You will arrive in the pre-operative (pre-op) preparation area approximately two hours before the scheduled time of your operation. For patients coming from home, you will be given an arrival time when your surgery is scheduled in the office. For patients already in the hospital, you will be taken to the pre-op area by the hospital staff. Two family members can accompany you in the pre-op area. The pre-op area has limited space and cannot accommodate larger groups. In the pre-op area, a nurse will review with you the planned operation, your medications, and when you last ate or drank. Additionally, an IV will be started in a vein in your arm and your chest, abdomen, groins, and legs will be shaved.
You will have the opportunity to meet with your anesthesiologist and ask any questions you may have about the anesthetic plan. Almost always, the anesthesia will be general anesthesia. This involves going to sleep completely with a breathing tube placed into the trachea (windpipe) for control of the airway during the operation. If you or family members have had previous problems with anesthesia be sure to tell the anesthesiologist about these issues.
Please be patient while waiting in the pre-op area. We realize this is a time of great anxiety for you and your family. Please also recognize that only the first operation of the day starts exactly on time; all other “scheduled” times are estimates of when the next operation will begin. Scheduled surgery times are affected by many things such as emergent/urgent operations, unexpected difficulties during surgery, and unexpected surgical, anesthesia, and patient delays. Any of these factors can cause your “scheduled” time to be moved up sooner, delayed, or cancelled completely. If this happens, we apologize for the stress caused to you and your family. If changes occur to the scheduled time, please understand the change is necessary because we believe it is in your best interest, or necessary for another patient with a more urgent need for surgery.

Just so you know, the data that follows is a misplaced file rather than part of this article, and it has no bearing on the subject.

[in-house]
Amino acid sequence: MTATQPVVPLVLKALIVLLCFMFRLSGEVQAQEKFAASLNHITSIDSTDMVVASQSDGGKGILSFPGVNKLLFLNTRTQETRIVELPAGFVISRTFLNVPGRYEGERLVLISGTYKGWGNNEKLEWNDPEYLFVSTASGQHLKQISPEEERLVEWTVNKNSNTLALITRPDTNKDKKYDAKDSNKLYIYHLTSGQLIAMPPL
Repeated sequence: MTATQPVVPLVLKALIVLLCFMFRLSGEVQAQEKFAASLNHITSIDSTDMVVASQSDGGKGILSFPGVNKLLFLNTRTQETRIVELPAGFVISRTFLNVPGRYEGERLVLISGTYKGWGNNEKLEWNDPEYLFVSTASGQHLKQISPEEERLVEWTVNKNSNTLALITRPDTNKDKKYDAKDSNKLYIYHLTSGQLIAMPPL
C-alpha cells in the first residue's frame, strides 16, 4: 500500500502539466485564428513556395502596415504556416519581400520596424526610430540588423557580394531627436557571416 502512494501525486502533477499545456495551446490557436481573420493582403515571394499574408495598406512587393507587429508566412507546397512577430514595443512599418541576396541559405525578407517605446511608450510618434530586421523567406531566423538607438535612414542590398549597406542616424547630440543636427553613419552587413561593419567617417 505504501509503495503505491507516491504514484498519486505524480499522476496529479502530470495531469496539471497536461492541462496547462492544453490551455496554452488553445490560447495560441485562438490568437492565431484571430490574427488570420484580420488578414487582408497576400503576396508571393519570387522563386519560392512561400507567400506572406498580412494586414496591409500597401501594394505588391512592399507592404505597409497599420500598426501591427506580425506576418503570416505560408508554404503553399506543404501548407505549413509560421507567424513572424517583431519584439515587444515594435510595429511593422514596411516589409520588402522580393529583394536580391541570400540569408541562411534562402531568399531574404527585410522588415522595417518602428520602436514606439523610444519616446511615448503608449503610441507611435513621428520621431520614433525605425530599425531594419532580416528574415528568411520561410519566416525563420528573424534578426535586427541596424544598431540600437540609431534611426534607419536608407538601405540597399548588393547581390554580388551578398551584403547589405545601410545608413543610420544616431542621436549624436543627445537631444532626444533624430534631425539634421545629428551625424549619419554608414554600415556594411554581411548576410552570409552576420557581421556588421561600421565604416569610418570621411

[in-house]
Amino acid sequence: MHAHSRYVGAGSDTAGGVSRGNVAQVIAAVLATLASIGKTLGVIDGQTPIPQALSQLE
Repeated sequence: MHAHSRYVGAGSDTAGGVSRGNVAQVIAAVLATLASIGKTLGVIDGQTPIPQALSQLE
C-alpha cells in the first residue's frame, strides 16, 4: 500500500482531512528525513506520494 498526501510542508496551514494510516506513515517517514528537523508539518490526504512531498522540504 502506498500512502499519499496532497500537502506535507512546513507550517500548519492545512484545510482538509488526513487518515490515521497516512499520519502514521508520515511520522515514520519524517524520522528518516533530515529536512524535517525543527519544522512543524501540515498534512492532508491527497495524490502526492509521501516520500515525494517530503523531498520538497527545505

You will meet with your surgeon and other members of the surgical team either in the office or the hospital about your condition and why surgery is being considered as a treatment option. You should understand the nature of your problem and why surgery is felt to be an effective treatment for you. You should also understand the basic nature of the procedure recommended and the risks involved with the operation. If having valve surgery, you should discuss the diverse types of prosthetic heart valves available and select which type you would prefer.
For outpatients, a pre-operative appointment will be made where you will receive important pre-operative teaching about what to expect throughout the surgical process as well as recovery. This will be done by the nursing staff and by our nurse practitioner/physician assistant if you are admitted to the hospital. You will have standard blood work, a chest x-ray, and other tests done before surgery. For almost all patients, a coronary angiogram (“heart cath”) will be done prior to surgery. The coronary angiogram is performed in the hospital by your cardiologist. This typically takes half of a day at the hospital and is scheduled by your cardiologist two or more days before your surgery. You may also need some additional test for your particular condition. We encourage you to ask questions throughout the process. It is best to have a family member/friend accompany you to take notes and write down questions.
Your surgeon or a surgical team member will go over your medications and discuss with you any medications that may need to be stopped or changed prior to surgery. The day before surgery, you should take your medications as directed unless instructed otherwise by your surgeon. Medications that typically need to be stopped prior to surgery include Warfarin/Coumadin, Plavix, Pradaxa, Effient, and other blood thinners, diabetic medications such as Metformin, and specific classes of blood pressure medications known as angiotensin-converting enzyme (ACE Inhibitors) and angiotensin II receptor blockers (ARBS). ACE inhibitors are commonly known as lisinopril, benazepril, captopril, enalapril, and ramipril. ARBS are commonly known as losartan, olmesartan, telmisartan. Aspirin should not be stopped prior to surgery unless specifically directed to do so. You should not take any medications on the morning of surgery unless specifically told to do so. You will be given special soap to shower with the night before surgery; you will also be given antibiotic ointment to place in your nostrils the night before surgery. You should not eat or drink after midnight the night before surgery. It is okay to brush your teeth with a small sip of water the morning of surgery.
You should avoid people who are ill prior to surgery. Avoidance of large crowds and air travel during the week prior to surgery is also recommended. Vaccines such as flu and pneumonia are not recommended less than two weeks before surgery. You should continue to be as active as your condition allows unless directed otherwise. Regular walking is good preparation for your surgical recovery.
Smoking cessation is always recommended as soon as possible. Stopping smoking causes your body to produce a great deal of mucus in the lungs several days after cessation. If you wait until the day before surgery to stop smoking, you will experience heavy phlegm in the first several days after the operation. Coughing during this time is already difficult due to pain from the surgical incision. Excessive phlegm coupled with poor coughing ability after surgery can rapidly lead to pneumonia, a potentially fatal complication.